As diplomats in Beijing discuss reopening the investigation into a string of unsolved kidnappings of Japanese citizens by North Korea, the families of those abducted anxiously wait and hope.
For years, they've been seeking answers in the mysterious disappearance of their loved ones. The bulk of the abductions took place nearly four decades ago and the families of those taken have endured the agony of uncertainty, never knowing what truly transpired.
Now, with talks between Tokyo and Pyongyang scheduled to begin today in the Chinese capital, those left behind to wonder what happened to their disappeared relatives are hopeful that they will finally get some answers.
Spate of abductions
According to the Japanese government, North Korean operatives kidnapped at least 17 Japanese citizens in the late 1970's and early 1980's, possibly dozens more.
Some were kidnapped alone, while walking to and from school. Others were taken in pairs while out on dates, including a couple snatched from the beach after walking to see the sunset.
In 2002, North Korea admitted to the kidnappings for the first time but allowed only five abduction victims to return home to Japan. Information on the remaining 12 was sketchy at best.
One victim's story
One of those still missing is Yaeko Taguchi, who disappeared from Tokyo on June 12, 1978.
The 22-year-old divorced single mother was working nights as a hostess at Tokyo's Cabaret Hollywood, which remains open 36 years later.
"When (Taguchi) disappeared, we thought she just quit and left," says general manager Sueji Kikuchi, who has worked there for over 50 years. "Things like that happened a lot so we never would have thought that she had been abducted."
At the time, Kikuchi didn't know that North Korean operatives were canvassing the cabaret, a fact police later disclosed to Taguchi's older brother, Shigeo Iizuka.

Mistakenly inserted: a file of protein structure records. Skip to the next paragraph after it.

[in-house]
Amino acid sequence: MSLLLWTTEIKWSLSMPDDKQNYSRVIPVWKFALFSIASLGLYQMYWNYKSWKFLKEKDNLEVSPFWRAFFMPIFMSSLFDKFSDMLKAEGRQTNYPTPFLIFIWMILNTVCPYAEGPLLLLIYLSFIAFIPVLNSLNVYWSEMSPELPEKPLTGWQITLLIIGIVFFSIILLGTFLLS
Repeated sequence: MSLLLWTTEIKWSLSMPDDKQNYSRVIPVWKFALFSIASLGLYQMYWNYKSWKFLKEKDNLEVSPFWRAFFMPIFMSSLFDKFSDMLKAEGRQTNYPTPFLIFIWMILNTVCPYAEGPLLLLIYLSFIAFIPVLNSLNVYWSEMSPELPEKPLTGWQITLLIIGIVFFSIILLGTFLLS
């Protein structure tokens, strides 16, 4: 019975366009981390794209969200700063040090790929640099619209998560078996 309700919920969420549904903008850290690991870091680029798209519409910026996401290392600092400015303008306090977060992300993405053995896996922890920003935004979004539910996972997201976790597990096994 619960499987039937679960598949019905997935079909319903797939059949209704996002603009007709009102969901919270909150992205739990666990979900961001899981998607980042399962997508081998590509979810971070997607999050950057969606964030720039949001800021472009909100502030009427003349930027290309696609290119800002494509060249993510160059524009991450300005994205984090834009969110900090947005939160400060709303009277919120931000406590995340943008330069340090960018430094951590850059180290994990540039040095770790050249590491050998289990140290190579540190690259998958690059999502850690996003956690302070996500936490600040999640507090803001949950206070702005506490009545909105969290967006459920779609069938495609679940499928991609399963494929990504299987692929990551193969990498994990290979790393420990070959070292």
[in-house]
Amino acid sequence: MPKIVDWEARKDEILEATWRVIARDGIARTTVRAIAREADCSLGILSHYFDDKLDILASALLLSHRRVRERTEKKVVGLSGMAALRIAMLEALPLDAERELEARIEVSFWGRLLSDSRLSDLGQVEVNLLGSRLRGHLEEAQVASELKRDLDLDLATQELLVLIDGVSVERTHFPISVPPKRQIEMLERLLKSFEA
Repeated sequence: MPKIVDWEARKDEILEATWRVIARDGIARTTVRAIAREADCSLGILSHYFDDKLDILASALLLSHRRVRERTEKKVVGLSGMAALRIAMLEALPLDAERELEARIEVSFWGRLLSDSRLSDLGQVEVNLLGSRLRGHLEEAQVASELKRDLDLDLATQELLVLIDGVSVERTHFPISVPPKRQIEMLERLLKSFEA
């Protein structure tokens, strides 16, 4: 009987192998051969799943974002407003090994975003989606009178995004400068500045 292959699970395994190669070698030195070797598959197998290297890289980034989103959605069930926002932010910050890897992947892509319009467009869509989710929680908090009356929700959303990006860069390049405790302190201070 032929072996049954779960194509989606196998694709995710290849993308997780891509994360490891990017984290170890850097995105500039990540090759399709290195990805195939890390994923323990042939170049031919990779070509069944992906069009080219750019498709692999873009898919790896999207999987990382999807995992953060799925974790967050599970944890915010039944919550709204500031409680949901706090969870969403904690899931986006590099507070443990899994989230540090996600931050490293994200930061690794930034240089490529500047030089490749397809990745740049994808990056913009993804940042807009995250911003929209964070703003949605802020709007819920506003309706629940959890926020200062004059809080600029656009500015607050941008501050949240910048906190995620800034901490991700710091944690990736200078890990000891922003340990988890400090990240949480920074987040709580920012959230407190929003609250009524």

"At the time, North Korea had a specific agenda, (and) abducted people that would further this agenda," Iizuka said.
"Yaeko was thought to have known everything that was needed to know about being a Japanese woman; she had experienced marriage and childbirth, and knew about cosmetics and feminine magazines and other trends at the time. At the time, being 22 years old, she had been singled out."
Iizuka didn't know the truth about his sister's abduction for nearly a decade. He and his wife adopted her son, Kouichi, and told him they were his real parents. They never mentioned Taguchi. Her daughter was adopted by another couple, and has never spoken publicly about the situation.
"I promised myself when her son turned twenty, I would tell him the truth," Iizuka says.
But in 1987, the bombing of a Korean airliner revealed the truth. 115 people died when Korean Air Flight 858 exploded in mid-air, and a North Korean spy, Kim Hyun-Hui, was arrested. She confessed to planting a bomb on the plane, and also revealed the biggest clue yet in Taguchi's disappearance.
"After the bombing, (Kim) testified that she was trained by a Japanese woman," Iizuka says. "Police thoroughly investigated and found her teacher was my sister."
It was later revealed that North Korean agents abducted Taguchi and took her to North Korea by boat.
"I feel anger and hate I can't put into words," Iizuka says. "Why would she be taken (to North Korea)? She was a hard-working single mother who never did anything wrong."
The Japanese government says North Korea claims Taguchi died in a car accident in 1986, but hasn't provided proof, according to her son.
Alive or dead?
"The evidence given by North Korea was questionable," the younger Iizuka says. "There is no clear proof that she's dead. There were no names on the documents submitted.